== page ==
CPSC moving toward temporary reprieve for youth-designed ATVs, motorcycles
April 17, 2009
Filed under Features
Dealers hoping to once again sell youth-designed ATVs and motorcycles in the crucial spring and summer selling seasons received some positive news today from the Consumer Product Safety Commission (CPSC).
The federal government agency said it intends to take steps to provide a temporary stay for youth ATVs and motorcycles that have been banned as a result of the Consumer Product Safety Improvement Act (CPSIA), moving to get them back on showroom floors.
But how soon dealers will be able to sell children-designed vehicles that do not meet the lead standards of the CPSIA is still a question.
CPSC Chairman Nancy Nord, in concert with CPSC’s other commissioner, is directing the federal agency’s staff to create a vote to allow a stay for such vehicles that were manufactured both before Feb. 10 and up to May 1, 2011. The stay would extend to replacement parts for the vehicles, provided those parts do not have a higher lead content than the originally installed parts.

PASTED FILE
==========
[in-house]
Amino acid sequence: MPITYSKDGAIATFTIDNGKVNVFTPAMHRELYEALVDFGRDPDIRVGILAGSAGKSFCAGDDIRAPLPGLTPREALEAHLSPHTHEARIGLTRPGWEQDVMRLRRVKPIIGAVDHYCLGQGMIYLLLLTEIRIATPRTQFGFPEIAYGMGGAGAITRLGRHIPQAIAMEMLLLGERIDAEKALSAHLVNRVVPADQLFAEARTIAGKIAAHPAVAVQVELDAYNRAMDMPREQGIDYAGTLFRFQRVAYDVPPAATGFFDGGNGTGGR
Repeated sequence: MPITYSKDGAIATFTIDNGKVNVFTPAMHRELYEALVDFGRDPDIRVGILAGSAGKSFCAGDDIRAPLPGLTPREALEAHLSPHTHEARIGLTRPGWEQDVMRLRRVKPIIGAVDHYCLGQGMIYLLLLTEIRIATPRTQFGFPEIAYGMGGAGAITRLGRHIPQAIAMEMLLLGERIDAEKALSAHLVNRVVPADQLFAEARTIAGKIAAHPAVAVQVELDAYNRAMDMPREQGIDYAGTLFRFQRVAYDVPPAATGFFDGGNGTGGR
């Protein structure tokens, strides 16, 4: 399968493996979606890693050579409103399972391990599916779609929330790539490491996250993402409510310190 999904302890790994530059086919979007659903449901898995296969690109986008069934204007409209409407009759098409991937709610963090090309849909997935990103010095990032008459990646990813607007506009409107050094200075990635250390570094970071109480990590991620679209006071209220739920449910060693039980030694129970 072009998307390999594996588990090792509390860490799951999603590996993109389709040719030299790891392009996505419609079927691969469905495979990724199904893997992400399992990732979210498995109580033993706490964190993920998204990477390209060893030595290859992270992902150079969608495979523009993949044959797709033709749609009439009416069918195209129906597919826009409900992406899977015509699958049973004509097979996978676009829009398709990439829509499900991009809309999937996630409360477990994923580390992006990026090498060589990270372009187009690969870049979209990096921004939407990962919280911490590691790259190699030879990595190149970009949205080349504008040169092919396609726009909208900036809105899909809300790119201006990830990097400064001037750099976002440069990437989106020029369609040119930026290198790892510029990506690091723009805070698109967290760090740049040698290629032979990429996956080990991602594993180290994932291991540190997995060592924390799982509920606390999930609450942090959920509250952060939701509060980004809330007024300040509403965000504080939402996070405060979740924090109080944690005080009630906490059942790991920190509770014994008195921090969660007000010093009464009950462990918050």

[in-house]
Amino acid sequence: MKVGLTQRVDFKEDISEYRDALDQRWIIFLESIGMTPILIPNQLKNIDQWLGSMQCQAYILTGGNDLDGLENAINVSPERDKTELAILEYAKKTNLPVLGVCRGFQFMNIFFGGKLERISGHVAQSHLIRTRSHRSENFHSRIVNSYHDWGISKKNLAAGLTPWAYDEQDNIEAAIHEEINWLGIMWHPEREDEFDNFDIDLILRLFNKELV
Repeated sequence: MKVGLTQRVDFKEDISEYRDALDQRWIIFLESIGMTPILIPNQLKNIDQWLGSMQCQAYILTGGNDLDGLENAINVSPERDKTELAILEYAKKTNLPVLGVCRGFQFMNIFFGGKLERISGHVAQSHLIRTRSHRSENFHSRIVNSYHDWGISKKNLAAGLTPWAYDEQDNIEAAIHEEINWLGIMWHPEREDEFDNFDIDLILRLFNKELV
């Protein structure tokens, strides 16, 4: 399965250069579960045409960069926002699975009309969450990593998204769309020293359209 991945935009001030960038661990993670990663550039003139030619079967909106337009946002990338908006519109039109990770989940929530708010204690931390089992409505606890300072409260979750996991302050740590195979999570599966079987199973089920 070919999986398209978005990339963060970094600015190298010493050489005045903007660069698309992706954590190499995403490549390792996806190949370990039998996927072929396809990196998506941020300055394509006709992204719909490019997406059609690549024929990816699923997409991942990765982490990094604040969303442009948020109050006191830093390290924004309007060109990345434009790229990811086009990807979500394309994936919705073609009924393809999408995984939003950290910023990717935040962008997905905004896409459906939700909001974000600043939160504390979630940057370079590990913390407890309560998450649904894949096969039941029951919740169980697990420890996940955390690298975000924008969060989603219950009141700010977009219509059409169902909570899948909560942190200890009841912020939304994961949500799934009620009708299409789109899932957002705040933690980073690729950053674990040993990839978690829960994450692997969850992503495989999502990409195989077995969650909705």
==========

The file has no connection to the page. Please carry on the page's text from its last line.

The vote, which would be taken by the two CPSC commissioners, is expected to occur in the next week.
However, Joe Martyak, acting director of Public Affairs for the CPSC, noted the CPSC chairman’s statement, announced today, immediately sends a message to the federal agency’s staff not to enforce any penalty against selling youth-designed ATVs and motorcycles.
“The provision is still there and if they (dealers) sell one and it’s over the lead law, yes, it’s breaking the law,” he said. “But we’re saying we’re exercising enforcement discretion not to bring a penalty against them.”
However, dealers who sell such vehicles could still face penalties at the state level. Chairman Nord noted in her statement, “I hope that the state attorney’s general will follow our lead in this matter.”
But it’s up to each state attorney’s general office to determine whether they would enforce the law’s penalty or not.
The Motorcycle Industry Council issued a statement saying it was pleased with the temporary reprieve but also noted it’s not the solution the industry was seeking.
“With today's vote, it is now obvious that the only permanent solution is for Congress to end the ban once and for all by amending the CPSIA so parents once again have access to appropriate-sized youth model ATVs and motorcycles for their children,” said Paul Vitrano, general counsel for the MIC.
Nord has previously stated that she doesn’t believe children-designed ATVs and motorcycles should be permanently exempted from the CPSIA because “the clear language of the law requires this result, not because it advances consumer safety.”